Once considered the bedrock of Bitcoin and other Cryptocurrencies, businesses across various industries have started experimenting with the idea of using the technology to solve their business challenges.
How Blockchain can strengthen global supply chains?
Blockchain-driven digital solutions can help organizations regain control over how they produce or deliver to end-consumers while creating value for every stakeholder across the supply chain, including the producers, transporters, supply chain managers, wholesalers, retailers, and customers. By implementing blockchain-driven innovations in the supply chains, companies can realize significant advantages, such as:
- Increased transparency: Integrating blockchain-based solutions within a supply chain is an effective way to build trust among all the stakeholders (such as manufacturers and supply chain companies), as the distributed ledger technology enables everyone to access critical data points it captures. Also, its traceability enhances its transparency.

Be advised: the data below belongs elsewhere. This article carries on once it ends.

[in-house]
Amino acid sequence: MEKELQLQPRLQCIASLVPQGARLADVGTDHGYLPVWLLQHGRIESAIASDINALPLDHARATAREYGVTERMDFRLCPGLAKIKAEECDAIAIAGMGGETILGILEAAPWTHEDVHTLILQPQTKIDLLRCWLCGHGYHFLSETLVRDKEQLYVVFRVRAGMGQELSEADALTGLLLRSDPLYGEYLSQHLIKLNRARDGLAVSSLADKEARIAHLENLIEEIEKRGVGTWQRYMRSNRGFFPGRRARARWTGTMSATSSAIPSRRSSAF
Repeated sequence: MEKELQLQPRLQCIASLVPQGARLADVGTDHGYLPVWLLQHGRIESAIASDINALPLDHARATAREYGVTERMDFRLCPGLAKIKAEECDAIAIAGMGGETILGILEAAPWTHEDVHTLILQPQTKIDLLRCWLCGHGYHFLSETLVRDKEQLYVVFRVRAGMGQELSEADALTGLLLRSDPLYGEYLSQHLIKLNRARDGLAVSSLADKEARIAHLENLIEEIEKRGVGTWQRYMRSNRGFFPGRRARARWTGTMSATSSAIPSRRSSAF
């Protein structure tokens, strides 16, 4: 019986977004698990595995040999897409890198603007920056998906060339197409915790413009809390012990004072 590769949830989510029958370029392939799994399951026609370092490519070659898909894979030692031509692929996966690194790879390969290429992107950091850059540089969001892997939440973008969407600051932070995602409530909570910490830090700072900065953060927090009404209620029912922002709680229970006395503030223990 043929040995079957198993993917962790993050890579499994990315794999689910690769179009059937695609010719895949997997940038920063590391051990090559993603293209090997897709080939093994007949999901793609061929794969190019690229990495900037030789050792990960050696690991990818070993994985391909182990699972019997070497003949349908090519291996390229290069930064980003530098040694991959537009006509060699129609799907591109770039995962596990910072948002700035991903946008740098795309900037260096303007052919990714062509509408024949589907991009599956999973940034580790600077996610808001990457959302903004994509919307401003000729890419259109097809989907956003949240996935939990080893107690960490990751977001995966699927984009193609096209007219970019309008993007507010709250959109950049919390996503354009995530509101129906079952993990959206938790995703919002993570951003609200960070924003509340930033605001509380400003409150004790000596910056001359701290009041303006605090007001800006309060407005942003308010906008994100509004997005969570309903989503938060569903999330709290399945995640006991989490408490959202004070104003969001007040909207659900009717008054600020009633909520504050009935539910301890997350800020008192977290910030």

- Traceability: Imagine a scenario where you can track and trace every product across the supply chain lifecycle. Blockchain technology takes traceability to new heights by weaving an intricate web of actions, where you can effortlessly trace the journey of every product from its source to where it’s consumed. In addition, blockchain provides an immutable record of transactions, enabling you to delve deep into your supply chain and explore every stakeholder involved and the meticulous care taken at every step of the journey.
- Immutability: Blockchain technology is based on a rigid and complex methodology, making it almost impossible to tamper with the data or information blocks are built of. To delete or add any new information, the hacker must make the changes on all the nodes, which makes committing fraud a highly unlikely affair. The immutability of the data thus makes the supply chains more resilient to counterfeiting.